I have said on previous occasions that Christians shouldn’t use opposite sex names or pronouns (or made up/incorrect pronouns like “ze,” “fae,” or “them/their”- referring to an individual) for all of the aforementioned reasons and more. I do understand that for various reasons of employment, family peace, and so on, there are godly people out there who may decide in their own circumstances to use opposite sex names and pronouns for people in sexual identity sin, and I want to make clear that, while I probably would not agree with those decisions, I don’t necessarily think those godly people are, across the board, sinning by doing so. This is a tough issue to navigate because the Bible doesn’t explicitly tell us what to do in this situation. We need to prayerfully examine the issue and the Scriptures and follow our biblically informed consciences in our particular situations. (Todd Friel helpfully discussed this issue on Wretched {~51:36}, recently.) So please hear me clearly: this reader asked what I would do in her particular situation (which doesn’t involve the possibility of losing a job, being arrested, etc.) so that’s how I’m going to answer.

I could not, without violating my biblically informed conscience, call Shannon Brandon and start using male pronouns for her. However, I would also realize that she is going to feel hurt by not being called Brandon, which could cause her to distance herself from my family and the gospel influence we could have upon her.

The way you worded your e-mail, it sounds like Shannon came in and sort of announced or told your daughter that her name is Brandon now or that’s what she’d like to be called. Shannon announcing this is not the same thing as you and your daughter agreeing to comply with it.

Personally, what I would do, is just skip using formal names and not worry about the pronouns. The pronouns will be easier to dispense with because he/him/his and she/her/hers are third person pronouns. In other words, you use them when talking about someone (to another person), not when you’re talking to someone. When you’re talking to someone, you use second person pronouns (you/your/yours) which are already gender neutral.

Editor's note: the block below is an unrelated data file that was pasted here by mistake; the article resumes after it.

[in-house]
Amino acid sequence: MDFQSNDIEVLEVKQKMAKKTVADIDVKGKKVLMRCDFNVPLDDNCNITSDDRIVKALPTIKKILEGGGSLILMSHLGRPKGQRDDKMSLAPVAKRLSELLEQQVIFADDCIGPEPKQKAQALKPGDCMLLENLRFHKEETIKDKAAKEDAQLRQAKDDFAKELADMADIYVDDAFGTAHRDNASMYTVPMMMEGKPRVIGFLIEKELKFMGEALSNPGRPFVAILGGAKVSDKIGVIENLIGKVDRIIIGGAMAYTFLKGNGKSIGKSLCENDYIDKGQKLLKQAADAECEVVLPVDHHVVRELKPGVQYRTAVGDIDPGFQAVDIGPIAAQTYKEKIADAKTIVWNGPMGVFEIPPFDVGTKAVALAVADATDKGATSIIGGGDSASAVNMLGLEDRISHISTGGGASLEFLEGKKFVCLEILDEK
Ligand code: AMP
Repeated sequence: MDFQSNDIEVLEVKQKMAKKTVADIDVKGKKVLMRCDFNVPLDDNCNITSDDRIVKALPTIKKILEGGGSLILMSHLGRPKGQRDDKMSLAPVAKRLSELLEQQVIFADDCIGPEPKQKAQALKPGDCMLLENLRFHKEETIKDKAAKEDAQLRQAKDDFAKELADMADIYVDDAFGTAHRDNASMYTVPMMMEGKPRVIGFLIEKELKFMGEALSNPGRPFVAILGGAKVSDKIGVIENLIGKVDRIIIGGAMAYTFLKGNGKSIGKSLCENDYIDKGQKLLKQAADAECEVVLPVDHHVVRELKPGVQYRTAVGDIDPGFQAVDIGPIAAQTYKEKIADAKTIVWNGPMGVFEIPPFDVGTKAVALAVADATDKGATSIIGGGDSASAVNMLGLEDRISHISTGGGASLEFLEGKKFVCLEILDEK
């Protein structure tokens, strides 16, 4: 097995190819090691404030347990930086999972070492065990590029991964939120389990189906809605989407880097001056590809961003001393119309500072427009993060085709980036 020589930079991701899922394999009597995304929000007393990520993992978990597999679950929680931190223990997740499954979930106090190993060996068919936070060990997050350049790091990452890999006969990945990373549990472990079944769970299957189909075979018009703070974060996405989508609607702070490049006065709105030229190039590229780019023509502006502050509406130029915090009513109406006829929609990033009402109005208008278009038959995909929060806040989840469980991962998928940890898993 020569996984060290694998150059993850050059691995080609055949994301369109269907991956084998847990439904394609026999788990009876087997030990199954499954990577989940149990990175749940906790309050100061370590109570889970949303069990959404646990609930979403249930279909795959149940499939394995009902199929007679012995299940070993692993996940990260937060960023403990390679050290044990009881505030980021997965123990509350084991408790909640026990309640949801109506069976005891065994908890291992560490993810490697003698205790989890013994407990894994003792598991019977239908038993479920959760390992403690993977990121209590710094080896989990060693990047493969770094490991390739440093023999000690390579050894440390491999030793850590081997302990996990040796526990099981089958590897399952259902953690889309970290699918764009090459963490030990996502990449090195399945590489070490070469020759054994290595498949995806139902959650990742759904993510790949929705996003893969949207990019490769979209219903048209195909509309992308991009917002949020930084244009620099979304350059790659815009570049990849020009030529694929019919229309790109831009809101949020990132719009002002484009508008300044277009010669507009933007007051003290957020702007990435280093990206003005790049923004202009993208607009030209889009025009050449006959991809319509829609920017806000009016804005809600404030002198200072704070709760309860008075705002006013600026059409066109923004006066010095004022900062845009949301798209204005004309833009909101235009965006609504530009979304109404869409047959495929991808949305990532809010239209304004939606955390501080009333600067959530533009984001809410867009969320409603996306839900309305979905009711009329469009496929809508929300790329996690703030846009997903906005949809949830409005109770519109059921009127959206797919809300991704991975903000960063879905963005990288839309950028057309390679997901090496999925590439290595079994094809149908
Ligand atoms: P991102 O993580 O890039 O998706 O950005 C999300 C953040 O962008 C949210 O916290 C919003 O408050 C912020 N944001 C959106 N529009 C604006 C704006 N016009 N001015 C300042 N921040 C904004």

Avoiding using Shannon’s formal name may also be easier than you realize, especially since you don’t see her very frequently. Think about how often you actually use your husband’s, children’s, or friends’ names when speaking directly to them in conversation. Usually, we don’t start a conversation with someone we’re sitting across from by saying, “Bob, let me tell you about my day,” we just start talking. We also use pet names (sweetie, kiddo, my friend) and nicknames (Green Eyes, Tiger, Boss). Some people are in the habit of calling others by their last names, military style. If Shannon’s “boy name” and “girl name” started with the same letter (ex: going from Shannon Johnson to Steve Johnson) you could call her by her initials.

One of the main reasons people in my house call each other by name is if we’re trying to get that person’s attention or call them from another room. Instead of your daughter calling to Shannon from another room or through a closed door, “Shannon, would you like a drink?”, teach your daughter to walk up to Shannon, tap her on the shoulder, or wait until she comes into the room, and ask her the question once the two have made eye contact. (She’s probably already good at this since most kids that age have earbuds in all the time!) Among kids, “Hey!” “Yoo hoo!” or a yoo hoo-type whistle to get her attention can also work. Keep all of these kinds of things lighthearted and casual, and Shannon might not even notice. Meanwhile, you can keep on loving her and sharing the gospel with her.